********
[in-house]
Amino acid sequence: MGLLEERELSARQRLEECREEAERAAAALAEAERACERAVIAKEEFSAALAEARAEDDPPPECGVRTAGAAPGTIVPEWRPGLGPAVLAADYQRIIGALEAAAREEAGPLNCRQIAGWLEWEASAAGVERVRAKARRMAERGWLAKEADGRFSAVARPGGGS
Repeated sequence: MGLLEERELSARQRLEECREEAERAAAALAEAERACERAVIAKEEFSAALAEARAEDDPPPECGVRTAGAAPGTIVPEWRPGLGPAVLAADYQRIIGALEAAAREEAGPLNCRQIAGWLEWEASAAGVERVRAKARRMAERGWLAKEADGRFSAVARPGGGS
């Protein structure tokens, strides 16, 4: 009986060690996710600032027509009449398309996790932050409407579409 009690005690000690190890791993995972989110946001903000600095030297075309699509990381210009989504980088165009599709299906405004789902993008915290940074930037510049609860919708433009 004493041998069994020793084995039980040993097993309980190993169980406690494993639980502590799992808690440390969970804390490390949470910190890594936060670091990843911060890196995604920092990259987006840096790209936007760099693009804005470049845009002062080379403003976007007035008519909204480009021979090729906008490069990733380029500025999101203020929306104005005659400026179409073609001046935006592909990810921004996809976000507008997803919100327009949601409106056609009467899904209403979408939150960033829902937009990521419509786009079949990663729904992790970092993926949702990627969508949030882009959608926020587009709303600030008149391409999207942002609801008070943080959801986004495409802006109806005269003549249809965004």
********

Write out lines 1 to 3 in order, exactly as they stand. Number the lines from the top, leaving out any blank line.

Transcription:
[in-house]
Amino acid sequence: MGLLEERELSARQRLEECREEAERAAAALAEAERACERAVIAKEEFSAALAEARAEDDPPPECGVRTAGAAPGTIVPEWRPGLGPAVLAADYQRIIGALEAAAREEAGPLNCRQIAGWLEWEASAAGVERVRAKARRMAERGWLAKEADGRFSAVARPGGGS
Repeated sequence: MGLLEERELSARQRLEECREEAERAAAALAEAERACERAVIAKEEFSAALAEARAEDDPPPECGVRTAGAAPGTIVPEWRPGLGPAVLAADYQRIIGALEAAAREEAGPLNCRQIAGWLEWEASAAGVERVRAKARRMAERGWLAKEADGRFSAVARPGGGS